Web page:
These three problems are, in fact, highly interrelated.  Consider:

  • The Ukraine War. Ukraine wants to be free and independent.  Russia invaded Ukraine to keep it in its own orbit.  The brave Ukrainians are willing to fight and die to expel the Russian forces.  The U.S. and its European allies are helping Ukraine defend itself by supplying military armaments.  This should be continued as long as Ukraine is willing to resist.   But Europe is dependent on Russian gas and Russia is now threatening to cut off gas exports to Europe. This puts huge pressure on Europe to find alternative sources of energy.
  • Global Warming. Global warming is real and serious.  But we need to keep things in perspective.  Yes, the average world temperature has risen 2 degrees Fahrenheit since pre-industrial times.  Although half a million people die each year from heat, 4.5 million perish each year from cold.  Cheap and reliable energy is needed to afford air conditioning in the summer and heat in the winter.
    Rising fuel prices are also making food more expensive.  Low-cost synthetic fertilizer, made from natural gas, is one of the greatest technologies mankind has invented for feeding the world.
    The world gets almost 80% of its energy from fossil fuels.  Instead of sending energy prices sky-high by trying to force a premature transition to renewables, we should focus on funding research to decarbonize traditional energy sources, such as carbon capture and storage, that are affordable and reliable.

  • The annual inflation rate has now reached 9.1% and the Federal Reserve has just raised interest rates again by .75 percent, for a total increase this year of 2.25%, not nearly as much as the 7% increase in inflation during the past year.  Such a modest plan for fighting inflation is based on the optimistic outlook that Pandemic- related supply problems will quickly resolve themselves.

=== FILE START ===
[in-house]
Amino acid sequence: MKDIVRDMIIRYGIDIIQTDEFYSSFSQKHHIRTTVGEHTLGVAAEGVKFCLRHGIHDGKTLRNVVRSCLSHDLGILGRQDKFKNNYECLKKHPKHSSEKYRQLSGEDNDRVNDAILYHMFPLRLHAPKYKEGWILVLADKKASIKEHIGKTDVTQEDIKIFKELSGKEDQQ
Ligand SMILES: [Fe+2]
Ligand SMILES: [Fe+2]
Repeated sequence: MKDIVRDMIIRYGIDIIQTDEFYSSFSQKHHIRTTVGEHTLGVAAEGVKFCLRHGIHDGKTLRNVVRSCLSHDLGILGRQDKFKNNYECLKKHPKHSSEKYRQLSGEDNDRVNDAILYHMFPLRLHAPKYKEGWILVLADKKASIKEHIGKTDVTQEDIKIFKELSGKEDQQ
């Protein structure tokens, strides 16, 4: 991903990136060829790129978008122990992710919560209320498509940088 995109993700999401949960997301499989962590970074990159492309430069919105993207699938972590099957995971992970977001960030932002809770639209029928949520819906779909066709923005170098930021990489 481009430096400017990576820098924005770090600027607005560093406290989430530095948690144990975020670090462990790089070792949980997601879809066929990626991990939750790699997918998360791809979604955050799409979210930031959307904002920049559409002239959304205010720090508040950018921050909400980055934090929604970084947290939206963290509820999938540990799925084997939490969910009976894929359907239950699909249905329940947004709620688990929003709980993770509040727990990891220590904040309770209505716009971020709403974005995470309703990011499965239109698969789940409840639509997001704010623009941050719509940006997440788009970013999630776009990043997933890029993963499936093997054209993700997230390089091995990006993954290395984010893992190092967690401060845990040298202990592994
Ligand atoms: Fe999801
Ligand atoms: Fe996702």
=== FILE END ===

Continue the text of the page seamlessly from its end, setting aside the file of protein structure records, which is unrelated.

But focusing on supply issues only does not take into account the enormous buildup in national debt as well as Fed bond holdings (quantitative easing) in the past decade.  This has created an enormous amount of money sloshing around in the economy which has caused way too much artificial stimulation.
    A more aggressive Federal Reserve, aided with fiscal restraint by Congress, will get our inflation rate back down to a reasonable level more quickly and with less pain in the long run.

Conclusion.  The U.S. is handling the Ukraine War as well as it can.  But the war is putting Europe in a bind because Russia is threatening its energy supplies.  Trying to make a transition to clean energy too quickly is causing a lot of unnecessary pain and suffering around the world.  On the other hand, inflation is a more urgent problem than is recognized by our national leaders.  The Federal Reserve and Congress should be taking it much more seriously than they have so far.

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The Federal Reserve Cannot Fix Inflation by Itself

Inflation is now increasing at a 9.1% annual rate.  The Fed is likely to increase short-term interest rates by at least .75% (perhaps as much as 1%) at its July meeting in order to reduce demand by slowing down the economy.  Increasing interest rates is a blunt tool.  It could easily set off a recession and put a lot of people out of work, creating additional misery at a time when wage increases are already lagging behind price increases.